On the western side of the country in British Columbia and Alberta, wild asparagus is the sought after springtime grilled veggie.
Lightly brushed with olive oil and sprinkled with minced herbs, the tender spears head straight to the grate for a light, healthy sear.
Grass-fed bison burgers
Growing in popularity, bison meat is raised naturally without any of the additives found in beef, such as growth hormones, steroids, or antibiotics.
It’s also a very lean red meat, having 1/3 less fat than beef. Add to that its rich, delicious taste, and it’s right at home on the grill!
If you’re way up north in say, Nunavut, your burgers are more likely to be made of ground muskox meat! It’s just as lean, natural, and tasty as bison.
This native fish can be found on the grills of both East and West-coasters in a variety of forms.
Whole, filets, steaks, burgers, planked, smoked, candied, jerky… you name it! It’s a staple for patio parties.
This culinary crustacean is popular – nay, essential – in the Maritimes, found on barbecue grills in Labrador, Newfoundland, Nova Scotia, and Prince Edward Island.
You can bet they’ll be served hot off the grill with an herbed butter. Either that, or chilled for a mouth-watering lobster salad.
Similar to salmon, the prairie provinces of Alberta, Saskatchewan, and Manitoba like to serve up this local wild fare on the grill – in spite of their vast open spaces, cattle ranches, and farms full of beef!
Steelhead trout with a maple glaze is just as much at home during this holiday as a beef tenderloin with creamy garlic sauce.
It’s also early berry season, so chocolate-dipped strawberries must make an appearance.
Boozy blueberries too, marinated in Canadian whiskey, go right on the grill over foil. You can also hit them with a squeeze of fresh orange juice when they start to jump – perfect served over homemade ice cream.
There’s no shortage of sweets to finish off the day, either!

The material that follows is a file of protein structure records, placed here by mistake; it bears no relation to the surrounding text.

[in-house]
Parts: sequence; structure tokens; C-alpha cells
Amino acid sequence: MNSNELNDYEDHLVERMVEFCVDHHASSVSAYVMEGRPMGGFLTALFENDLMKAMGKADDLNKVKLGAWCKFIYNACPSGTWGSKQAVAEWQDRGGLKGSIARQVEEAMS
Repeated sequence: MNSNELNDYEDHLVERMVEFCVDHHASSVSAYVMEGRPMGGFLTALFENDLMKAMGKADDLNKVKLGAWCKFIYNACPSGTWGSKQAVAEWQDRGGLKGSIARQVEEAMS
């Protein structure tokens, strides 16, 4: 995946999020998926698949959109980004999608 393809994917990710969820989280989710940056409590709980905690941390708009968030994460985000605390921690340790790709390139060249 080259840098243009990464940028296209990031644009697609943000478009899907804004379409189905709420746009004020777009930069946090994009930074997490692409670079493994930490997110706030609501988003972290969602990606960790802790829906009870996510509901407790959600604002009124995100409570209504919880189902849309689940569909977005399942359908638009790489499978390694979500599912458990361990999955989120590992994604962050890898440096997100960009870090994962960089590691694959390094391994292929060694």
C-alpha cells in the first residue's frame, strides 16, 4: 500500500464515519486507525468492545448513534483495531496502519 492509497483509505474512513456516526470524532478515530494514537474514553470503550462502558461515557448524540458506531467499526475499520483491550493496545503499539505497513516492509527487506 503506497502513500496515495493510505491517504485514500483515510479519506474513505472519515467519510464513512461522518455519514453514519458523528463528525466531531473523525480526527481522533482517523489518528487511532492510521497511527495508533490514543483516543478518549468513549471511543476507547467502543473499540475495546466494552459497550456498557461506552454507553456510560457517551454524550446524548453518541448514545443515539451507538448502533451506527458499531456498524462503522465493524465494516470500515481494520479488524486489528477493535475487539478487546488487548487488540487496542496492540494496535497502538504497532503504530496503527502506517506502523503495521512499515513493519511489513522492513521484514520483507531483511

Strawberry rhubarb pies are tantalizing with their sweet and tart flavors. There’s bite-sized apple crisp cups made buttery sweet, while mini cherry cobblers are always a hit.
But also: you can’t make enough maple-butter tarts for any Canadian crowd!
Best of all, don’t forget the rich, decadent Nanaimo Bar. This is a no-bake dessert comprised of a bottom layer of graham cracker crumbs with shredded coconut, filled with a buttery custard, and topped with dark chocolate.
The first known recipe for Nanaimo Bars was of course from Nanaimo, a coastal city on Vancouver Island, in British Columbia.
It was submitted in its very first known recipe to fictional homemaker advice columnist Edith Adams of the Vancouver Sun newspaper. The recipe was then found in the 1952 edition of the Nanaimo Hospital Auxiliary’s Cookbook – and it was Ms. Adams who officially dubbed them Nanaimo Bars.
It was voted Canada’s Favorite Confection back in 2006, and I’m sure it still remains a favorite everywhere around the country today!
While we might hang onto the British queen’s name for old times’ sake, the tradition of Victoria Day is distinctly Canadian – and these days has little to do with anything happening in Britain (or any other part of the world, for that matter).
Unique and idiosyncratic, it really is a delicious part of our national fibre!
So this May Two-Four weekend, join all of us Canadians in raising a tall cold one to toast the day. Happy birthday Vickie, and thanks for the party, eh?
Fascinated by Canadian cuisine and food culture? Then you might like our review of Toronto’s multi-cultural, vibrant food scene.
And what about you, readers? How do you celebrate the arrival of summer in your patch of the globe? Let us know in the comments below, so we can all join in the fun!
Photo credits: Shutterstock.
About Lorna Kring
Recently retired as a costume specialist in the TV and film industry, Lorna now enjoys blogging on contemporary lifestyle themes. A bit daft about the garden, she’s particularly obsessed with organic tomatoes and herbs, and delights in breaking bread with family and friends.